Figure 4 displays the results for the moderate breathing condition with the turbulence assumption. A Reynolds stress transport model was used for the airflow simulation and the turbulence fluctuations are included by incorporating stochastic "discrete random walk" (DRW) model. Comparing Figures 4 with 3, it shows significant enhancement of the particle deposition because of the effect of turbulence dispersion. The deposition patterns are also altered. Figures 4a shows that the 30 [micro]m particles have highest deposition rate, and the deposition sites are more uniformly distributed across the entire bifurcation model. The deposition on the trachea is markedly increased. All of these changes are due to the additional dispersion effects introduced by the turbulence fluctuating velocity field. For the 0.01 [micro]m particles, the turbulence effect increases the trachea and overall deposition. The deposition pattern is roughly uniformly across the entire bifurcation model. Figures 4b shows that some 1[micro]m particles are deposited under the turbulent flow condition. The deposition rate of this particle size, however, is still the lowest.


From the results shown in Figure 3 and 4, it is deduced that the turbulence dispersion mechanism plays an important role in the transport and deposition processes of the inhaled particles in the upper human respiratory system. Turbulence fluctuation velocity enhances mixing and provides random dispersion of particles.

Figure 5 and 6 displays the comparison of the simulated particle deposition efficiency in the trachea and the bronchus at moderate and light breathing conditions with that of the experiment measurements. Of the experimental studies, inertial range of 0.9 [micro]m < d < 30 [micro]m polystyrene latex particles were used by Zhou and Cheng (2005). Ultrafine [.sup.212]Pb particles attached to the silver particles in the range of 1.7 nm < d < 200 nm were used by Smith et al. (2001). In addition, the experimental data of Chan and Lippmann (1980), and Schlesinger et al. (1977) by using ferric oxide particles are included as well. Of all these experiments, human tracheobronchial casts were used and steady-state inhalation airflow rate of 15 (0.53), 30 (1.06), and 60 (2.12) L/min (cfm) were considered.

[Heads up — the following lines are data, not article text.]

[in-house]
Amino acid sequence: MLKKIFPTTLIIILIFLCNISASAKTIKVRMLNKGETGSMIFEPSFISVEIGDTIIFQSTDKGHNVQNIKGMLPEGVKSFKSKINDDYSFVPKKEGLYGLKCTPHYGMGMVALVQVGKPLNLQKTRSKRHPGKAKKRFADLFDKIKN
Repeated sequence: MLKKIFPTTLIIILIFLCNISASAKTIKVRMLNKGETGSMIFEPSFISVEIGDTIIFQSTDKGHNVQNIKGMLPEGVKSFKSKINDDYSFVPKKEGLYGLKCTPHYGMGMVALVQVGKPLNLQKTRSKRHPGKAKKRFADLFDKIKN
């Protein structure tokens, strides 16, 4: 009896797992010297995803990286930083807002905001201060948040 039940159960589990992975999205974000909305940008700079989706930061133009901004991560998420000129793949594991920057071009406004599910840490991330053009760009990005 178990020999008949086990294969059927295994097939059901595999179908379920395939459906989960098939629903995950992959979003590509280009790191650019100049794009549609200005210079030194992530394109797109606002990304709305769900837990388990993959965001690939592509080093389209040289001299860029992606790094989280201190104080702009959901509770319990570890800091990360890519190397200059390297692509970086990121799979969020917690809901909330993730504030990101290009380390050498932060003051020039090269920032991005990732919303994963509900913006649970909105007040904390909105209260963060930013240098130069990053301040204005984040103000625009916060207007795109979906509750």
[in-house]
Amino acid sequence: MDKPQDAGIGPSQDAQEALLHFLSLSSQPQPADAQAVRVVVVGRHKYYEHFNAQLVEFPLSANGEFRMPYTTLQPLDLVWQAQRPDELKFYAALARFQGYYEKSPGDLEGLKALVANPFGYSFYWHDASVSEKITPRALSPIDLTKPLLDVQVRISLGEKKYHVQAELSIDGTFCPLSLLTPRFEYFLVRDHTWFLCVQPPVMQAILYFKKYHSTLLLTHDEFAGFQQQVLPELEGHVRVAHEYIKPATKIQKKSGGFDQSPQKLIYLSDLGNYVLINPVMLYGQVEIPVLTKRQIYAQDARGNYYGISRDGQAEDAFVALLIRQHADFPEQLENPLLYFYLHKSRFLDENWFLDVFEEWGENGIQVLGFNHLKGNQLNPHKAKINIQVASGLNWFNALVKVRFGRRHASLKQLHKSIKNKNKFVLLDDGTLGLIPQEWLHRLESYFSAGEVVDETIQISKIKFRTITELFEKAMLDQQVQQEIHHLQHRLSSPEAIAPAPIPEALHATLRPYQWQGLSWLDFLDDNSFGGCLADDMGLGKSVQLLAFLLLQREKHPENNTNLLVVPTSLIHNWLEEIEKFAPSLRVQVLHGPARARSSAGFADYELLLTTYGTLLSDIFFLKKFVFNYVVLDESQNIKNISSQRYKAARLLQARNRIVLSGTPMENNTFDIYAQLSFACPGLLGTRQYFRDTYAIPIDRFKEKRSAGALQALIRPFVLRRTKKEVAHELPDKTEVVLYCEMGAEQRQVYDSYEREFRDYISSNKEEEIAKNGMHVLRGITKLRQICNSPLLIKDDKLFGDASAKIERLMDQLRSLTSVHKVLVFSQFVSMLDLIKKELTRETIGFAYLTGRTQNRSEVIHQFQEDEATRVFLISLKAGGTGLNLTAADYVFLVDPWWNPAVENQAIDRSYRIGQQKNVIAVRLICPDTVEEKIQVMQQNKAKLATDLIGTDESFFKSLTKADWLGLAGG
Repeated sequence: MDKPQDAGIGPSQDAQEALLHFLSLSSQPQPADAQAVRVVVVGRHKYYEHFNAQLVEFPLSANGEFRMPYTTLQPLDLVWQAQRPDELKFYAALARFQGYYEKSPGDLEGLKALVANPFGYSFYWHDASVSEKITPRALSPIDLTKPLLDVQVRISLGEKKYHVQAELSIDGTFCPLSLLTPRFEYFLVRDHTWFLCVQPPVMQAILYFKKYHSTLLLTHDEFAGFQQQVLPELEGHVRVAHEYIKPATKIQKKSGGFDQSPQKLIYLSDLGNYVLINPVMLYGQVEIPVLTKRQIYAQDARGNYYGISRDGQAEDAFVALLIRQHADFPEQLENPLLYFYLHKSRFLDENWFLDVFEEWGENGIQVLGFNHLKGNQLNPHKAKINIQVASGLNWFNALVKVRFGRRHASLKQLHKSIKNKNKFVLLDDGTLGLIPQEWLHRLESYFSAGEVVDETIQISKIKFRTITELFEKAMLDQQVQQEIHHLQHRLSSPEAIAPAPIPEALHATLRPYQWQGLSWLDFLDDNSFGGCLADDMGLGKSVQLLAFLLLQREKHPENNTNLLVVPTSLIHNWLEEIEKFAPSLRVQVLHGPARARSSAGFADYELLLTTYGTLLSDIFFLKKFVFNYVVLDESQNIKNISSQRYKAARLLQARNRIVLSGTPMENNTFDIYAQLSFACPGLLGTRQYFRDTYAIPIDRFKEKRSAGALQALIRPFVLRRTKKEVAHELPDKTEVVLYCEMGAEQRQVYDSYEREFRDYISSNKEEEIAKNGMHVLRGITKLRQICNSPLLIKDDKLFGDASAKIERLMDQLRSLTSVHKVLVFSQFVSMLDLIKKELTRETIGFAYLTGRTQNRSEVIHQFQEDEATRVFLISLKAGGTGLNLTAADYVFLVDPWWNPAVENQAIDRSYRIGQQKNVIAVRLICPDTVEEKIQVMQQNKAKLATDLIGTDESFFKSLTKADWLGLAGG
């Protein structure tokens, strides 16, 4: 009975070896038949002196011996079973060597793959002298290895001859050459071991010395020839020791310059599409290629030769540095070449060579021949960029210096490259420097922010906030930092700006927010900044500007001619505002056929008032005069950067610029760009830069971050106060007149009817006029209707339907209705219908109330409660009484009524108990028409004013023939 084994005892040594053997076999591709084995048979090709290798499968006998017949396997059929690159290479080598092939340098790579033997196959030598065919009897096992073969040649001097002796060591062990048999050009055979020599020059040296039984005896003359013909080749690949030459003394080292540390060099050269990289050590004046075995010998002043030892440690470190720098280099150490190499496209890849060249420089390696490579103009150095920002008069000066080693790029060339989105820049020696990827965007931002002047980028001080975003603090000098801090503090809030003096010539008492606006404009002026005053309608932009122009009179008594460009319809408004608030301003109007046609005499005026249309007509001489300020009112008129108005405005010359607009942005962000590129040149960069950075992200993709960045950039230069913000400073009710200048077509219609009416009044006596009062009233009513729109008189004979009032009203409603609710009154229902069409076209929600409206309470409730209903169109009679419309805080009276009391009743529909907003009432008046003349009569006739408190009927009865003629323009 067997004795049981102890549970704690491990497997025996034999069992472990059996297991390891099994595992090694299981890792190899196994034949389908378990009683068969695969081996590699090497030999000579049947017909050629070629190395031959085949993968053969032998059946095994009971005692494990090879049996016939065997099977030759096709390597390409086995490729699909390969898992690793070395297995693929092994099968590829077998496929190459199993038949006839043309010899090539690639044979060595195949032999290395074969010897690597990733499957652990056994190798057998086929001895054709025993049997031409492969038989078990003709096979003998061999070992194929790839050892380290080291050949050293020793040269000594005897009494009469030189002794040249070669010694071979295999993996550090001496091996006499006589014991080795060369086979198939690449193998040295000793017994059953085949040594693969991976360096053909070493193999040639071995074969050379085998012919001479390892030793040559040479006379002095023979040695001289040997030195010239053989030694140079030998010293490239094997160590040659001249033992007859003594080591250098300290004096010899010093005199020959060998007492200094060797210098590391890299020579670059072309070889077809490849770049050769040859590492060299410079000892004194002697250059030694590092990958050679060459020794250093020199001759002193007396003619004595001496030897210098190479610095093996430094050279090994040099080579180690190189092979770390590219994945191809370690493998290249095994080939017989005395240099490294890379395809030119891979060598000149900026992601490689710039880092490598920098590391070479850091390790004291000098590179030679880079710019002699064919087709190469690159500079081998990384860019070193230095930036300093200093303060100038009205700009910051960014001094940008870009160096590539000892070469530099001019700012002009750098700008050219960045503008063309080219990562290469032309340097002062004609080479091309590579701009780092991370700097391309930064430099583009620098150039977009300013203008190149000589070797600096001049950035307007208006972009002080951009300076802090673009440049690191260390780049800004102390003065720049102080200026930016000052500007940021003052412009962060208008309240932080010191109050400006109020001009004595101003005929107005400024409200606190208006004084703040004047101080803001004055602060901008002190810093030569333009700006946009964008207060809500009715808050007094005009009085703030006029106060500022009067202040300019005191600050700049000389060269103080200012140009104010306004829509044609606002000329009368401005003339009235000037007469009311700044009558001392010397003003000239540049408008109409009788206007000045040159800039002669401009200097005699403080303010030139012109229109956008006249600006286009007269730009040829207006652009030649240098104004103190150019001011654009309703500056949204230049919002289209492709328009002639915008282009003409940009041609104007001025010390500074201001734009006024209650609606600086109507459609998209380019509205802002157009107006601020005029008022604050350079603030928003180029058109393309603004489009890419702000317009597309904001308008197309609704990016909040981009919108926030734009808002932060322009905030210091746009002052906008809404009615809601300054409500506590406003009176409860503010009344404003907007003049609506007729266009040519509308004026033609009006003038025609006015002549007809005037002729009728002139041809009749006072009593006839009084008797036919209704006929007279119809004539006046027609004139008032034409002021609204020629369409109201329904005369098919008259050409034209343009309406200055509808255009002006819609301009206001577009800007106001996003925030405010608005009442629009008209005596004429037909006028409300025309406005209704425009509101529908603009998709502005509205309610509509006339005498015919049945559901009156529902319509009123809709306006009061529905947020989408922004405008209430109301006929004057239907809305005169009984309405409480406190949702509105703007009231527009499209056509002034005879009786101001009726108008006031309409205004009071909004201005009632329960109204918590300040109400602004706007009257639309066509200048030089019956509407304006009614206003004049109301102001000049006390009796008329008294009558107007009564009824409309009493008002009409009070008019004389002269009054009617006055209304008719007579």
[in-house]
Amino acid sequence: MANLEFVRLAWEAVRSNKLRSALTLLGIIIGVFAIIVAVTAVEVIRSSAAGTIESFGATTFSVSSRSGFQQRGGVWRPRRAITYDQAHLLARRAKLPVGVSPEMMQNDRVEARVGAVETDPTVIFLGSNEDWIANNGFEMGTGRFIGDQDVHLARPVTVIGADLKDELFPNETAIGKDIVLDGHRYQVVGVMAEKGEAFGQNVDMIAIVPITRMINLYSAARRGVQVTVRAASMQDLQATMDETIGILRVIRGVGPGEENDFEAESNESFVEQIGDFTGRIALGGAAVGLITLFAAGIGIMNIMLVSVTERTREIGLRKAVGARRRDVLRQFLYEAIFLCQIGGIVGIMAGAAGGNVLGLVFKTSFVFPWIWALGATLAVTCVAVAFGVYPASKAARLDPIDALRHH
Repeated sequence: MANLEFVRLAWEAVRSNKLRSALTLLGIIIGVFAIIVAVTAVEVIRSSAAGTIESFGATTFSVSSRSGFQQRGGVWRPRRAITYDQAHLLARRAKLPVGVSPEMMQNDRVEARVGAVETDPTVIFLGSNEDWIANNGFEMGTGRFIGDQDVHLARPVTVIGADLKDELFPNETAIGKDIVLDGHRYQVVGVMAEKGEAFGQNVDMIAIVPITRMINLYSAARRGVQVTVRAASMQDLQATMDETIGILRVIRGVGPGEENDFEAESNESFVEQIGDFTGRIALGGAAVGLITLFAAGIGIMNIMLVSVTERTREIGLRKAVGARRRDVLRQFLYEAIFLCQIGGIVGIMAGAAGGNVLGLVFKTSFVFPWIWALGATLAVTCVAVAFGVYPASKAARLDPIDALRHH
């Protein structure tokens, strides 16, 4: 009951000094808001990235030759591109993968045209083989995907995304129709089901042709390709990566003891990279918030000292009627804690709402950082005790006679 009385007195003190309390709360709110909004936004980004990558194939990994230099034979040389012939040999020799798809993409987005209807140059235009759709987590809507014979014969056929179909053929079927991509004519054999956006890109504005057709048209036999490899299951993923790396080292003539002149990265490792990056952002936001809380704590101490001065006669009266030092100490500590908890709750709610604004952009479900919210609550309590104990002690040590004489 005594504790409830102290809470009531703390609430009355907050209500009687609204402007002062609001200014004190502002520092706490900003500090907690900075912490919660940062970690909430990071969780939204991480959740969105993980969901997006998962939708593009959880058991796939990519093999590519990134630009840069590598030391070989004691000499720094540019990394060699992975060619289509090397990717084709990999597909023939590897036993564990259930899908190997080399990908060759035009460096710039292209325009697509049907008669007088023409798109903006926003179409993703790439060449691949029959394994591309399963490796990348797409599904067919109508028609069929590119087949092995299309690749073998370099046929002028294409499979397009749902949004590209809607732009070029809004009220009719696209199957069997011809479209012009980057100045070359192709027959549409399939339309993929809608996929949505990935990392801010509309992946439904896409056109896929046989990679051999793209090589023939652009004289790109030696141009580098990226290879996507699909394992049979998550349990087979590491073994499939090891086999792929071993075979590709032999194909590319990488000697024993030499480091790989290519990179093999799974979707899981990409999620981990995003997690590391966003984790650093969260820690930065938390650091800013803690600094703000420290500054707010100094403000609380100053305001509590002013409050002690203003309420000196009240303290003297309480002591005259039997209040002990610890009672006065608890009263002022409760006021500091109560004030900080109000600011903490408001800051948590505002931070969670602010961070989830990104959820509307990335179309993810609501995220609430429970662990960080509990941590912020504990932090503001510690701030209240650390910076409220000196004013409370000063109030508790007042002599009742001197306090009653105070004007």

Both turbulent and laminar airflow are considered in the simulation. Particles in the range of 0.01 [micro]m to 30 [micro]m are included in this study. It is shown that the predicted deposition efficiency by using CFD with turbulence assumption agrees well with the experiments. However, the simulation results with laminar airflow assumption underestimates the particle deposition efficiency, especially in the trachea and for fine particles in the range from 0.1 to 10 [micro]m. Three distinctive particle deposition characteristics are displayed in Figure 5 and 6. For particle smaller than 0.1 [micro]m the deposition rate decreases with the size. This implies that the Brownian motion is an important factor governing the motion of the particle. However for particle larger than 10 [micro]m the deposition rate increases with the size, implying a different driving transport mechanism--particle inertia. For particles in between 0.1 and 10 [micro]m, the deposition rate is the minimum and no distinct deposition characteristics can be identified. It is also shown in Figure 5 that turbulence diffusion affects particle deposition significantly in the trachea over the entire range. Without turbulence diffusion, as indicated by the laminar simulation, the deposition rate is lower than the experiments. For particle around 1 [micro]m, no deposition is detected. It should also be pointed out that the simulation result is slightly higher than the experimental measurement in this region due to the solution sensitivity to the computational grid. Similar results are obtained in the first bifurcation (Figure 6) though turbulence diffusion have less effect in the Brownian and ineria regions.